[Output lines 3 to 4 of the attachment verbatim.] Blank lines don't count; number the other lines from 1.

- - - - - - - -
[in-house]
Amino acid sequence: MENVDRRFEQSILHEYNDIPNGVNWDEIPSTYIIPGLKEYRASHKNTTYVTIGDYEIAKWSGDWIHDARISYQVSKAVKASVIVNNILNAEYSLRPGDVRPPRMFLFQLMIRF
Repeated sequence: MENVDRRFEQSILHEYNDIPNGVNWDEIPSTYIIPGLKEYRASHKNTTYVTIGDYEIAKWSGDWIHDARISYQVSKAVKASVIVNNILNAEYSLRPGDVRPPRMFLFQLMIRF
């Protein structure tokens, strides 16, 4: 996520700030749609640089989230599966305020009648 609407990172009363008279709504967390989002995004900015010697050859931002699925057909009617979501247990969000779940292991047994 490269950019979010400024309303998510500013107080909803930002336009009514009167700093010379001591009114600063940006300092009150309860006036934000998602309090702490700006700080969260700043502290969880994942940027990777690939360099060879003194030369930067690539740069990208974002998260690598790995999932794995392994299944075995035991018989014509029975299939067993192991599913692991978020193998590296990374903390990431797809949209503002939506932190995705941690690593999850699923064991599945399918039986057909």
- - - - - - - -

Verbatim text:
Repeated sequence: MENVDRRFEQSILHEYNDIPNGVNWDEIPSTYIIPGLKEYRASHKNTTYVTIGDYEIAKWSGDWIHDARISYQVSKAVKASVIVNNILNAEYSLRPGDVRPPRMFLFQLMIRF
């Protein structure tokens, strides 16, 4: 996520700030749609640089989230599966305020009648 609407990172009363008279709504967390989002995004900015010697050859931002699925057909009617979501247990969000779940292991047994 490269950019979010400024309303998510500013107080909803930002336009009514009167700093010379001591009114600063940006300092009150309860006036934000998602309090702490700006700080969260700043502290969880994942940027990777690939360099060879003194030369930067690539740069990208974002998260690598790995999932794995392994299944075995035991018989014509029975299939067993192991599913692991978020193998590296990374903390990431797809949209503002939506932190995705941690690593999850699923064991599945399918039986057909």